Like regional food, holidays have local traditions that often overshadow any national or formal standards. Where I live in Southern California, Civil War battlefields are few and far between. Memorial Day is celebrated as the beginning of summer more than a federal holiday to commemorate men and women who have fallen in our nation’s armed service.
Presidio Cemetery, San Francisco (Library of Congress Photo)
I am chagrined to admit that decades of public school didn’t leave me with much education about this very patriotic holiday. I didn’t know that Memorial Day honors all men and women who died in our nations’s armed service, not necessarily all who served. Veterans Day, November 11, is the official U.S. holiday that honors all who served in the armed forces.
Maybe I’m not to blame for conflating Memorial Day and Veterans Day. Lacking many graves of those fallen in battle, our local cemeteries seem to have expanded the original meaning of these patriotic holidays to include not only those who died while serving in the United States Armed Service, but those who served, as well.
Many Memorial Day events in Southern California honor veterans of the Civil War, like the Memorial Day Weekend Remembrance at Angelus Rosedale Cemetery sponsored by the West Adams Heritage Association. I visited Rosedale a few years ago. It is one of the oldest cemeteries in Los Angeles, founded in 1884, and is the final resting place of many Civil War veterans.
In Pasadena, California, Mountain View Cemetery holds its 93rd Annual Memorial Day Commemoration to honor “all veterans.” The ceremony is followed by a guided tour of “the refurbished Civil War plot and other areas of notable buried in the cemetery.” Which begs the question, “Who qualifies as a “notable?”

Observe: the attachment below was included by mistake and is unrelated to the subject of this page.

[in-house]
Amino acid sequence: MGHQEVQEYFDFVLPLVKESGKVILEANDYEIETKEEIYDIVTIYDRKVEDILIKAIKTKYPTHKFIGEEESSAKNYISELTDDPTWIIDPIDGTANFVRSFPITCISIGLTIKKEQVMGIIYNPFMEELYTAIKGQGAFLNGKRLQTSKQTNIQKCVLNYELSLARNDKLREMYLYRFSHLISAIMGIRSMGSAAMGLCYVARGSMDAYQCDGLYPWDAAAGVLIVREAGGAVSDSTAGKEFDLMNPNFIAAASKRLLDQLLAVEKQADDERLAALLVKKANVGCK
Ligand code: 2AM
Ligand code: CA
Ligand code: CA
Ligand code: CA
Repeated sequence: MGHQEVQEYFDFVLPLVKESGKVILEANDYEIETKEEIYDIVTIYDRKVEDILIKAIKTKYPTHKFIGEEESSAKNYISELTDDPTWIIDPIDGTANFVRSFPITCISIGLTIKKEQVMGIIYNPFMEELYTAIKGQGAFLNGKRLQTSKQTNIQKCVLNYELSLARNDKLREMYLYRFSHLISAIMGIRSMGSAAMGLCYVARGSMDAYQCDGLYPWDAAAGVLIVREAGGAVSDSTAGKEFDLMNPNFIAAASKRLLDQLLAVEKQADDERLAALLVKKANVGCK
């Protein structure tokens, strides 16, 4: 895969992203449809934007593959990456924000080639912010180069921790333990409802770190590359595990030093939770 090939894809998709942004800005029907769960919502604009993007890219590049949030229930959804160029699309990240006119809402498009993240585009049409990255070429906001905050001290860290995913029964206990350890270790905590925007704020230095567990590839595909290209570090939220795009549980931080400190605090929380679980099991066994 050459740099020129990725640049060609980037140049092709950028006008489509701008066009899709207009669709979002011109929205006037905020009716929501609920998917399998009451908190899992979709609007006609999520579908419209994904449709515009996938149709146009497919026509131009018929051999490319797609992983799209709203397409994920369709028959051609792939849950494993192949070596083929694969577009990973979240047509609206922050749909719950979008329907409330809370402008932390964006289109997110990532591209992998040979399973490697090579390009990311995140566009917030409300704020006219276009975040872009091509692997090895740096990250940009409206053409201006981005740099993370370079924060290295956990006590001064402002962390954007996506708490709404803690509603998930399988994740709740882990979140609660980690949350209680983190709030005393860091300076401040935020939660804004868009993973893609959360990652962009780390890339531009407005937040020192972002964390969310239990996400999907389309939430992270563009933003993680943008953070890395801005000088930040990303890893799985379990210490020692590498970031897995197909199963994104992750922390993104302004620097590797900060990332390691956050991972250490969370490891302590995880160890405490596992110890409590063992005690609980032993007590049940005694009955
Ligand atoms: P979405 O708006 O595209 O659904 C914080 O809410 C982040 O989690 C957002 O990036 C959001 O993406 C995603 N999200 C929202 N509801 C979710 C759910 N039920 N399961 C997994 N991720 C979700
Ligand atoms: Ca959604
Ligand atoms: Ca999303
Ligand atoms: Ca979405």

California is a large state, but even in the Central Valley Memorial Day has taken on an all-inclusive meaning. Robin Chapman writes about her own Decoration Day commemoration on her wonderful California blog Robin Chapman News.
Memorial Day has its roots in Decoration Day, the last Monday of May, when the graves of both Union and Confederate soldiers who had died in the Civil War were decorated with flowers in honor of their sacrifice. David W. Blight, Professor of American History at Yale writes in “The First Decoration Day”:
At the end of the Civil War the dead were everywhere, some in half buried coffins and some visible only as unidentified bones strewn on the killing fields of Virginia or Georgia. Americans, north and south, faced an enormous spiritual and logistical challenge of memorialization. The dead were visible by their massive absence. Approximately 620,000 soldiers died in the war. American deaths in all other wars combined through the Korean conflict totaled 606,000. If the same number of Americans per capita had died in Vietnam as died in the Civil War, 4 million names would be on the Vietnam Memorial. The most immediate legacy of the Civil War was its slaughter and how remember it.
Dr. Blight notes that the first and largest commemoration of the Civil War took place on May 21, 1865. Thousands of black residents of Charleston, South Carolina held a massive parade and procession after giving proper burial to the Union dead who had been held at an outdoor prison in the former Washington Race Course and Jockey Club.
Other cities and events also claim the distinction of the “first Decoration Day,” but it wasn’t until May 5, 1868 that the commander-in-chief of the Grand Army of the Republic named Decoration Day as an annual observance. Popularly known as “Memorial Day,” the federal holiday became official in 1966.
It’s interesting to read how the holiday was celebrated historically in the South, at the major battlefields, and in the Northern States, and how it’s celebrated today. And although Californians might not be absolutely correct in expanding Memorial Day commemorations to include veterans as well as those who died in the Armed Services, it would seem doesn’t seem like a bad idea to honor our nation’s military men and women every chance we get.